Notes on Gear and the Rough-Roadster


Since I was carrying about 20 pounds of water during this transdesert trek, I trimmed all other gear to the bone.

Eat: I got along very well without a stove and cooking. I ate corn chips, crackers, cheerios, hummus, energy bars, and jerked beef, with some cashews in case I needed filling up. All packaging was paper or plastic so I wouldn't be stuck packing out cans.

Drink: I carried a steel pot, a spoon, and a plastic cup with a cone and filters for coffee. Water at Piute, Rock, Government Holes, and Marl Springs looked like it'd be fine if filtered and treated, but I had more than enough water cached, so left the native water alone.

With a gallon in each pannier and three 24-ounce water bottles, I had enough water to keep me happy for 2 days and a night between caches.

Sleep: A wool blanket and a 10X10 nylon tarp made my bedroll, and I slept like a rock every night. The secret to getting by with a single blanket is simple: pile on every stitch you have before turning in - wool cap, sweater, down vest, whatever. This is the lightest way to travel, using stuff you'll carry anyway. Moreover, when you get up in the morning chill, you can wear the blanket until the day warms up.

My current camp blanket is a Pendleton "Monterey", which is about as thick as a good wool shirt. It sufficed when temps hit the low 30s at Government Holes. Their "camp" blankets are a little too bulky for streamlined travelling. They have a washable wool blanket that's mid-way in weight between the Montery and camp blankets. These all run around $100.

I slept in nice soft sandy washes every night, which is a big-time desert no-no. If there are heavy rains upstream, a person could be killed by a sudden flow of mud and rocks, and some have been. But if I know the weather and terrain, I use my judgment and take my chances. I absolutely would not sleep in a wash if there was any chance of a flash-flood - they're a leading cause of death outdoors. You have to see one to believe it - but fast-moving water has the power of a freight train.

Death Valley, 2003 - Two people were killed when their car was caught in a flash flood. These vehicles at Furnace Creek were caught in a flood that night and destroyed. National Park Service photo.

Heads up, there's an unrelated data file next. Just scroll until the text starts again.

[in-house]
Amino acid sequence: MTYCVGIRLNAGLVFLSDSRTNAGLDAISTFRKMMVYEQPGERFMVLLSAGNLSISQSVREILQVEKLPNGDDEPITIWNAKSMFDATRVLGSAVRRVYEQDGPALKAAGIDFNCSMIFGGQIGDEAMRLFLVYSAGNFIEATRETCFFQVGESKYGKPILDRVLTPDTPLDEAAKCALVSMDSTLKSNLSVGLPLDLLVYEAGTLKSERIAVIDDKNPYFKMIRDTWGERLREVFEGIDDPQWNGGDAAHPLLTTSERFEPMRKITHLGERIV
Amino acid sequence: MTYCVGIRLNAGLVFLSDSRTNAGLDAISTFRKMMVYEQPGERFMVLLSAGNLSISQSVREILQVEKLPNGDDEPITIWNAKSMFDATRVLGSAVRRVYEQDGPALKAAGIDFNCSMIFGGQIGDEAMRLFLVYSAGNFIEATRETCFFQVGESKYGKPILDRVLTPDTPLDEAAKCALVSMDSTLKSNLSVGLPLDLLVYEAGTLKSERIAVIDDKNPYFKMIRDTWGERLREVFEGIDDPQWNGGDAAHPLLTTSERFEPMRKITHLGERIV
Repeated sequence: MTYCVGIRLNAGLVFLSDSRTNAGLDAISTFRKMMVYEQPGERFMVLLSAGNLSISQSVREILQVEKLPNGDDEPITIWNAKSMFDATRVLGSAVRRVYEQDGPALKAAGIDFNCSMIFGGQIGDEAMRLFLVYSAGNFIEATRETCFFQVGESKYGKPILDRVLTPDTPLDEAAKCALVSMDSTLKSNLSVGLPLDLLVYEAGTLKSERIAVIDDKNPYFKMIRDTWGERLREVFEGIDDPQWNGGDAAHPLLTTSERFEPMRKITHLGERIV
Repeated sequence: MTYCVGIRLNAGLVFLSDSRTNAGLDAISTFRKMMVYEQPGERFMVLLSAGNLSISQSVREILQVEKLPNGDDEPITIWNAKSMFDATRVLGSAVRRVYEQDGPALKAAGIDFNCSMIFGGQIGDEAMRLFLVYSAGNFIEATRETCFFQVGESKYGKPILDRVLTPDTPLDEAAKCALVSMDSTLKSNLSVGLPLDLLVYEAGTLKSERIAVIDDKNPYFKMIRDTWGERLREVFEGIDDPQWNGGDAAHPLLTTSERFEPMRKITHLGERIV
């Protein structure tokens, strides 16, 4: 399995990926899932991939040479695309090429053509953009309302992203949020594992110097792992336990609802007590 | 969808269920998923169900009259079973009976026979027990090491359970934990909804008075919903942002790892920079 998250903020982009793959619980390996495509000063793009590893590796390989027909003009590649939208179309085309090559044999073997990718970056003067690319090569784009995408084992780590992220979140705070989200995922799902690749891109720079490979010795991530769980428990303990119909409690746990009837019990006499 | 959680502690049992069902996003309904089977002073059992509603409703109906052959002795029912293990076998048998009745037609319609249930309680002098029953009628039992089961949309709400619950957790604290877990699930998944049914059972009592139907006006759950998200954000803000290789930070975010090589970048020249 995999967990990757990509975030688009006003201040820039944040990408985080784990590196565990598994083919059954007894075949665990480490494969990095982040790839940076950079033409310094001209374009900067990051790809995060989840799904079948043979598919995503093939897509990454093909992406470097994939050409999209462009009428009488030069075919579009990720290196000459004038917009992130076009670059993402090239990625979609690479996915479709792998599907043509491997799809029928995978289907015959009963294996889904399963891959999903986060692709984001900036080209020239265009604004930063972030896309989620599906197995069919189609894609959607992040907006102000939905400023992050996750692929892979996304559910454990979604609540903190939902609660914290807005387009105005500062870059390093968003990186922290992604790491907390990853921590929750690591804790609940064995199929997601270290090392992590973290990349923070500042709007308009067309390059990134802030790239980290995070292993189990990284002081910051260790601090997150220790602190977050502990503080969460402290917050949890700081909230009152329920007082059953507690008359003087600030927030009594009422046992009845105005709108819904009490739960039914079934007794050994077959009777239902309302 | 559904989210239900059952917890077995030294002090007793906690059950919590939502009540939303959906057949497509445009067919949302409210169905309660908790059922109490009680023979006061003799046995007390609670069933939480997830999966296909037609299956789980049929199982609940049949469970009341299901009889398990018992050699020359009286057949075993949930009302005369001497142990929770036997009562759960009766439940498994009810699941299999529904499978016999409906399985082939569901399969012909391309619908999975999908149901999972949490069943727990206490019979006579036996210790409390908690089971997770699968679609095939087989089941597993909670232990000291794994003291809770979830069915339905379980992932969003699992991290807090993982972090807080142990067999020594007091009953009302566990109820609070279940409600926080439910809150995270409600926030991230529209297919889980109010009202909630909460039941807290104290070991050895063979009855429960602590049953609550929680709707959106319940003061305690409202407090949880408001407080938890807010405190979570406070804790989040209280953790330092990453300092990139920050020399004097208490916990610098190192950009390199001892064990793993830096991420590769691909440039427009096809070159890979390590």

Shoot: I carry delicate instruments in a padded LowePro Pro Mag AW photographer's shoulder bag. The "AW" has a tuckaway waterproof cover that actually works. While riding, the bag's weight rests on the hip bone, like a messenger bag. B&H Photo in New York usually has the best selection and prices on fotog's gear. See The Pro Mag AW goes for $139, but they have others as low as $30.

Ride: I always carry a comprehensive tool kit. It includes a multi-tool and a speedy-stitching awl. I carried front and rear lights, a headlamp, and a AAA pocket LED flashlight.

I also carried a GPS, which I didn't need, and a tiny multi-band Sony receiver that gets AM/FM/TV and NOAA, which I highly recommend on the road. The TV band is important - it has the best weather forecasting in the business. I got mine for $20 at a Walgreen's years ago.

Last, I carry a little Silva orienteering compass, just in case. I have been turned around in the past, and a compass is the only cure.

My preferred source for camping gear is

the rough-roadster

Back Road Betsy is a Surly Long Haul Trucker, which lists for $984 at this writing, and it's well worth it if you like riding away from motor traffic. It's specifically designed for rough-road touring, with correct rack and fender mounts, and clearance for fat knobby tires when they're needed. After 220 miles so far, I love it!

My frame size, 54 cm, uses 26" MTB wheels. Larger frames use 700C. More details are at The bike can be ordered by any dealer who has an account with Quality Bicycle Parts, and almost all do. Mine arrived in 2 days, on a rush order. Support your LBS! They may save my butt some day. I got mine through Kingman Bicycle Outfitters, with a set-up that's still holding tight and trouble free.

For this trip across the desert, I took off the stock WTB 1.5" street tires and fitted a pair of Ritchey 2.1" Z-Max folding knobbies, with Slimed tubes. Good clearance - flotation - traction - and no flats.

Racks are Nitto cro-moly steel, from Rivendell. I like aluminum racks for light duty, but I wouldn't bet on one in the backcountry. Check 'em out at

The panniers I'm using are ancient Kirtland Tour-Paks with blown zippers. I usually line one with the green day-pack, and the other with a shoulder-bag/butt pack I use for trail running. When it rains, I cover the load with my waterproof tarp, if I have to ride.

I believe fork blades should be allowed to flex over bumps, and not be loaded with dead weight, so I'm dubious about low-rider front racks. The Nitto front rack I've been using carries 10 pounds of food and tools easily. In really hot weather it carries a little plastic cooler full of cold beverages - a real luxury!

Note the military-surplus duffle bag on the rear rack. For air or train travel, delicate stuff goes in the hard-shell cooler, and everything including the cooler goes in the lockable duffle, which gets checked along with the bike. . I travel with just the shoulder bag, and hope to see my gear again when I arrive.

My ride for the last 3 years, Bad Road Betsy, was a vintage '84 Schwinn "High Sierra", which I believe was their first attempt to mass-market a Marin County-style "clunker". Modified for touring, it served me well over many rough miles, but the Surly is light-years better. It remains to be seen if the Surly can take a beating like the Schwinn, but so far, so good.

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